UNIT - Neuroscience and Behavior Learning Objectives
1. Explain why psychologists are concerned with human biology.
Psychologists are concerned with the biology of the brain because by learning about how the brain functions and how certain chemicals cause certain effects, they can learn about the behavior that results from it, which is ultimately what psychologists are trying to achieve. A human’s thought process is largely influenced by chemicals that control things like moods, impulses, even mental illness which is caused by an imbalance in the chemicals.
2. Describe the structure of a neuron, and explain how neural impulses are generated.
The neuron, a cell in the nervous system for information transfer, has various components in its structure. The dendrites are regions of information input and can end with sensory endings that respond to stimuli such as light or pressure. The soma is the cell body of the neuron and contains the nucleus and the cytoplasmic organelles of an average cell. If the soma is destroyed, the neuron dies, as it is the living part of the cell. The axon cone is the region that is most sensitive to changes in the electrical charge on the neuron membrane. It exhibits the presence of a nerve impulse called the action potential. The axon is an electrically excitable cytoplasmic filament that conducts the action potentials. At the axon terminal, axonal arborization is a branching of the axon for communicating with other neurons through synaptic contacts. A nerve impulse begins when a stimulus disturbs the plasma membrane on a dendrite, causing sodium channels to open. This affects neighboring voltage gated channels, which open, moving depolarization along the membrane. This is called an action potential. The sodium potassium pumps in the neuron then work to repolarize the areas along the membrane.
3. Describe how nerve cells communicate, and discuss the impact of neurotransmitters and drugs on human behavior.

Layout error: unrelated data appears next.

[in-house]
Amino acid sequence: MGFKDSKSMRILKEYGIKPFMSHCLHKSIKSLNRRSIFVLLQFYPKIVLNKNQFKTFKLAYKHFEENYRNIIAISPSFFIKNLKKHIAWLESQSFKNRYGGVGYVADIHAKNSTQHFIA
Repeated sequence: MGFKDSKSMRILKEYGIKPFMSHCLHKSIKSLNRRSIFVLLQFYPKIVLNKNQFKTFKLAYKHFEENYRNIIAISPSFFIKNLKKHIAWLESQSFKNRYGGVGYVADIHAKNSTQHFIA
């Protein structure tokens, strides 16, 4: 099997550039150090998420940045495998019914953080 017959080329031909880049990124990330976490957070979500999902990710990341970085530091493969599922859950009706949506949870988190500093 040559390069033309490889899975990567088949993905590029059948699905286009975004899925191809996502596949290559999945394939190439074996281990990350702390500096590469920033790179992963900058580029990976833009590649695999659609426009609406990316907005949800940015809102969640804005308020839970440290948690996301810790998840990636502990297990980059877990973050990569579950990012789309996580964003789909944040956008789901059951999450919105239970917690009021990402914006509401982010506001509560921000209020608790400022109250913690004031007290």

Nerve cells communicate using neurotransmitters. They generate action potentials that travel down the membrane. The neurotransmitters fit onto the receptors on the neighboring neuron, passing on their message. The effect of neurotransmitters and drugs on human behavior can vary greatly. For example, endorphins act as opiates and have effects such as a “runner’s high” or tolerance to pain in life-threatening situations. Or epinephrine, or adrenaline, is responsible for a human’s “fight or flight” instinct. It increases heart activity, therefore increasing blood flow to the brain. Drugs have varied effects too. Some, like heroin, mimic certain neurotransmitters and attach to your receptors, but have an effect different to that of the actual neurotransmitter. This results in altered behavior. Some result in the brain stopping producing certain natural neurotransmitters, which also alters behavior as the brain is not getting the usual messages.
The Nervous System
4. Identify the major divisions of the nervous system and describe their functions, noting the three types of neurons that transmit information through the system.
The major divisions of the nervous system are the central nervous system and the peripheral nervous system. The central nervous system consists of the brain and spinal cord and coordinates the activity of all parts of the body. It also controls behavior. This contains the majority of the nervous system and the brain and spinal cord are protected by the skull and vertebrae, respectively. The peripheral nervous system is made up of the nerves and ganglia outside of the brain and spinal cord. This area is unprotected and subject to toxins. The peripheral nervous system is divided into two sections. The first is the autonomic nervous system, which controls visceral functions such as heart rate, digestion, respiratory rate, salivation, perspiration, pupillary dilation, urination, and sexual arousal. The second is the somatic